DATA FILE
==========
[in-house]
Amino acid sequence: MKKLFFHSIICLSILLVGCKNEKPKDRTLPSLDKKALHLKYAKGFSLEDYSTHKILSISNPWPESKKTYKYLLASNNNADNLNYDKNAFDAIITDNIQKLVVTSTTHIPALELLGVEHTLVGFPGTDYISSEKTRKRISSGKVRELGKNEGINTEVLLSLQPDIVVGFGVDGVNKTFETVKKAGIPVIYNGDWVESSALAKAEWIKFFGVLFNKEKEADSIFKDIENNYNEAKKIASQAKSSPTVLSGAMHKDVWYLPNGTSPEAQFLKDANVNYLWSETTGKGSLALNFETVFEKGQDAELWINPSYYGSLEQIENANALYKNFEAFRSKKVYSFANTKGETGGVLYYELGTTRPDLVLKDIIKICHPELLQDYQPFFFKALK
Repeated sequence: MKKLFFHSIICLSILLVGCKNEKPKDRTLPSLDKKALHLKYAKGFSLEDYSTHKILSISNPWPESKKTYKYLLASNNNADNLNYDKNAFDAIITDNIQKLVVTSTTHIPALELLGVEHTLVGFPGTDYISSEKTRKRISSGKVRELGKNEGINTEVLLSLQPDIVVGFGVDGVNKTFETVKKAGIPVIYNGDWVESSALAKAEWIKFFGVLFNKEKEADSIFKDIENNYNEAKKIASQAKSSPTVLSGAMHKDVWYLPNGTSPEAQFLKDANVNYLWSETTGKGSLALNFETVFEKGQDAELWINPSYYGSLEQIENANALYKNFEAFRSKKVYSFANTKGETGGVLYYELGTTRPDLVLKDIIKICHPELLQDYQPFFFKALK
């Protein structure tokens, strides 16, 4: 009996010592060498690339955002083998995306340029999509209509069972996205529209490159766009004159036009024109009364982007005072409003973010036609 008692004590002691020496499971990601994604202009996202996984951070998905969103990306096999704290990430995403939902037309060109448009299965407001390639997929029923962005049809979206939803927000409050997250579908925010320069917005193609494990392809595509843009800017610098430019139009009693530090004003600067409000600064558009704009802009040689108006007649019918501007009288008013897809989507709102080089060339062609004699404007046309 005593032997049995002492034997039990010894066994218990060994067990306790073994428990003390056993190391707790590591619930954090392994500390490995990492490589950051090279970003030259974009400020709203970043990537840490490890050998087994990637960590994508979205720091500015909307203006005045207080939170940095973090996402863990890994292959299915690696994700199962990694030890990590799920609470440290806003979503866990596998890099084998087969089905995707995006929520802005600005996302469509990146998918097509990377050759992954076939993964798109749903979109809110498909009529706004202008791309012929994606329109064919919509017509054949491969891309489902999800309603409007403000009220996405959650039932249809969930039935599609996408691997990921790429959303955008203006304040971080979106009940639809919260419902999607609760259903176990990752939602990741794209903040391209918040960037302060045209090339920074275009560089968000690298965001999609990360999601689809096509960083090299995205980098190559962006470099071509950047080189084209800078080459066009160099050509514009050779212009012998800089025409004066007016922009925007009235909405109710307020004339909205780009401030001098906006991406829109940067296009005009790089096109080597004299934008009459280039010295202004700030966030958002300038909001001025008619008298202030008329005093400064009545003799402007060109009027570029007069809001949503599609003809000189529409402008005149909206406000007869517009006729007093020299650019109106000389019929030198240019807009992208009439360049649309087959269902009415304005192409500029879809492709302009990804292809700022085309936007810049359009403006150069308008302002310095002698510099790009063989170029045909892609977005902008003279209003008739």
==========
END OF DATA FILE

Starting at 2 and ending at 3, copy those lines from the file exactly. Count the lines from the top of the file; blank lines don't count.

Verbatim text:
Amino acid sequence: MKKLFFHSIICLSILLVGCKNEKPKDRTLPSLDKKALHLKYAKGFSLEDYSTHKILSISNPWPESKKTYKYLLASNNNADNLNYDKNAFDAIITDNIQKLVVTSTTHIPALELLGVEHTLVGFPGTDYISSEKTRKRISSGKVRELGKNEGINTEVLLSLQPDIVVGFGVDGVNKTFETVKKAGIPVIYNGDWVESSALAKAEWIKFFGVLFNKEKEADSIFKDIENNYNEAKKIASQAKSSPTVLSGAMHKDVWYLPNGTSPEAQFLKDANVNYLWSETTGKGSLALNFETVFEKGQDAELWINPSYYGSLEQIENANALYKNFEAFRSKKVYSFANTKGETGGVLYYELGTTRPDLVLKDIIKICHPELLQDYQPFFFKALK
Repeated sequence: MKKLFFHSIICLSILLVGCKNEKPKDRTLPSLDKKALHLKYAKGFSLEDYSTHKILSISNPWPESKKTYKYLLASNNNADNLNYDKNAFDAIITDNIQKLVVTSTTHIPALELLGVEHTLVGFPGTDYISSEKTRKRISSGKVRELGKNEGINTEVLLSLQPDIVVGFGVDGVNKTFETVKKAGIPVIYNGDWVESSALAKAEWIKFFGVLFNKEKEADSIFKDIENNYNEAKKIASQAKSSPTVLSGAMHKDVWYLPNGTSPEAQFLKDANVNYLWSETTGKGSLALNFETVFEKGQDAELWINPSYYGSLEQIENANALYKNFEAFRSKKVYSFANTKGETGGVLYYELGTTRPDLVLKDIIKICHPELLQDYQPFFFKALK